Typing away on my MacBook late into the night on September 2017 I knew I was in over my head.  Overworked and overwhelmed, I bravely kept pushing through sometimes operating on hunger and perseverance.

Win or lose, I was going to work on my first official business idea even if it meant adding countless hours on top of my already demanding corporate job.  Damn it, I was going to do this, and there was nothing that could have stood in my way.

I thought to myself “This is the way of The Entrepreneur, and I must go through with this.”  The words of Gary V. about the next six years of your life sucking were echoing in my brain as I was coding my app.

Little did I know that I was committing every single mistake in the real world business playbook.  Allow me to share the lessons that I learned from my bitter experience with you, as well as what you can do to stop yourself from making the same big mistakes.

Onward to The Mistakes.

You Are Not Where Your Customers Are

In my first business I spent the bulk of my time typing away on the keyboard in my living room.  Big mistake.  Doing this caused me to miss out on discovering opportunities, and prevented customers from revealing their deep rooted problems to me.  A business without problems to solve is a time consuming hobby.

How much of your time are spending with your customers?  I am talking about getting up close and personal.  Meeting your customers for a cup of coffee, buying them lunch, going to the same events that they are going to.

If you are serious about the success of your project you need to be in the same physical space as your prospects.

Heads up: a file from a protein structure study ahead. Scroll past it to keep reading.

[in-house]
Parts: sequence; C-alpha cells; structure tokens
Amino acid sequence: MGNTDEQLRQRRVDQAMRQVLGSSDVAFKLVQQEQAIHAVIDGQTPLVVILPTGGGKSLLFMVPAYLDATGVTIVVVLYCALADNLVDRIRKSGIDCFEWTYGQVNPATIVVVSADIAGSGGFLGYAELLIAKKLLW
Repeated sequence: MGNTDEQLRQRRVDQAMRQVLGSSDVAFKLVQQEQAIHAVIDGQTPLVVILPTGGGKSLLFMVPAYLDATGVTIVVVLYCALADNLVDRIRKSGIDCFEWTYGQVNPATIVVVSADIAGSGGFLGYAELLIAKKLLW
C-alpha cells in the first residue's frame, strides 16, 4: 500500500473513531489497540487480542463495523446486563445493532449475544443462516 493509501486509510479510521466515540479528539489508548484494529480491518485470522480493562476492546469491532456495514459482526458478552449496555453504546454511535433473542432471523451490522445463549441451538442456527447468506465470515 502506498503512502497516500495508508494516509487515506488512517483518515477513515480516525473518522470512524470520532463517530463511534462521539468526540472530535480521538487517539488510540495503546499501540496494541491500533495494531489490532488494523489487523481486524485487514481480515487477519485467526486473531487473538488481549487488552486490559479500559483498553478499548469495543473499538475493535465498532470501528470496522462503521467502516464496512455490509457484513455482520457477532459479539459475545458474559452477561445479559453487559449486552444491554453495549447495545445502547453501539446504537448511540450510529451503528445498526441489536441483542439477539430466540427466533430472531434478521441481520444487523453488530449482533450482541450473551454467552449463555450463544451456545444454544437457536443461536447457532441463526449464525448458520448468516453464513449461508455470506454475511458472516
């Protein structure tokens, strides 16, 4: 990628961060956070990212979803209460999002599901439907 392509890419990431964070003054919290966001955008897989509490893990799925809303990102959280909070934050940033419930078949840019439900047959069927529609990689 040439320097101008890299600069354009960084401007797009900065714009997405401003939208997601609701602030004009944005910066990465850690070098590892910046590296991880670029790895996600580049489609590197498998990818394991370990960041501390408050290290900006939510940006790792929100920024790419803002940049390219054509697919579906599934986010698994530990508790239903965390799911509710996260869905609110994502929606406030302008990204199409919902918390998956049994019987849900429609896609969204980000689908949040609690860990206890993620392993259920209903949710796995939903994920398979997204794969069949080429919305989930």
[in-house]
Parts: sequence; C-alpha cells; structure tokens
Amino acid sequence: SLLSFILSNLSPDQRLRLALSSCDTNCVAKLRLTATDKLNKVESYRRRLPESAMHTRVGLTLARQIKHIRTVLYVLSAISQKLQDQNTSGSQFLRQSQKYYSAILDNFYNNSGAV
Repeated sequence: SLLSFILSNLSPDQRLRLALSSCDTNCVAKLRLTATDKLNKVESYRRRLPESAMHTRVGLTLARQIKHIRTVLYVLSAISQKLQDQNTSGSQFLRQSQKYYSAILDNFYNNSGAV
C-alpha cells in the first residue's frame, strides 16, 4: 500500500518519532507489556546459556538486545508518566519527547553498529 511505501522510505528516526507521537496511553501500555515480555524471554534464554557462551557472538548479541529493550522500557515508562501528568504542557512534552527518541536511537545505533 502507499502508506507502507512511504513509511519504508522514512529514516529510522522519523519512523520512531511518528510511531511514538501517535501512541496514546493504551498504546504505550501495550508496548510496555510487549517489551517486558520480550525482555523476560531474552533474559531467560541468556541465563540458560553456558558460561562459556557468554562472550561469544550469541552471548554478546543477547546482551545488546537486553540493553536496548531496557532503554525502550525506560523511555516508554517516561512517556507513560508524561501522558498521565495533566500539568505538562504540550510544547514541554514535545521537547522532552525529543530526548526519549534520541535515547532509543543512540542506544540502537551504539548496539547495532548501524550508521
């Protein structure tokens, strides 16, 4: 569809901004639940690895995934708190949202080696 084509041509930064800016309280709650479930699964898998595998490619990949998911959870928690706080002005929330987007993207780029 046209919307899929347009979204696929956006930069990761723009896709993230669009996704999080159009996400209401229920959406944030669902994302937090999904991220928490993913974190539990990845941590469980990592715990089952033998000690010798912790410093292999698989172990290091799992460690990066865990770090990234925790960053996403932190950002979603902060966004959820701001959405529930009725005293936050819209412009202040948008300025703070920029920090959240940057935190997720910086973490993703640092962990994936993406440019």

Warning Sign Number 6:
You Spend Too Much Time Working On Your Product

As a solo-entrepreneur your time is the asset you need to protect with everything you have.  Further cutting into your time is the fact that you probably work full time to pay the bills.  Because of that, it’s doubly important to use your time on the absolutely essential thing.

And shocking as it may be, dedicating significant portions of your time to your product development is not the right thing to do.  You might want to consider is changing the strategic priority of your business from Building to Selling.

The optimal course of action to take is one that allows you to take the temperature of the marketplace.  How hungry are the people for what you are selling?  Moving into a Selling mindset will allow you to find just the right pivot to make your product more desirable, or abandon it before taking a significant hit.

Warning Sign Number 5:
You Organize Too Early

Because time is the asset that you are shortest on, you might want to consider the idea of learning to work sloppy.  I realize that this goes against every good management practice, but with building a new business events have to happen in sequence.  The only the vitally important things must be done, the rest should be postponed or deferred.

Get comfortable with being sloppy and get in the habit of taking action now.  It’s better to forget some things that you were going to say to clients and to make more contacts than it is to have a neatly organized CRM.

Neat record keeping comes at a cost of eating your valuable Selling and Building time.  There is a time and place for it, but it should generally be deferred until you have traction and are starting to scale.

Warning Sign Number 4:
Nobody Knows About You

An aspiring young politician decided to run for local office.  He partnered up with a seasoned campaign manager.  The campaign manager sat him down and explained the rules of the game for him.

“Listen” he said.  “Our plan for the next 90 days will be to go out there and plaster the picture of your grinning face and your name everywhere that voters are.  We will place yard signs, put up billboards, give out flyers, and go out there shake hands and kiss babies. ”

He paused for a second, looked at the young man sternly and said “They won’t vote for you if they don’t know you.”

Promoting a product or a service in many ways is no different from politics.  You need a large group of people who can be subjected to your message.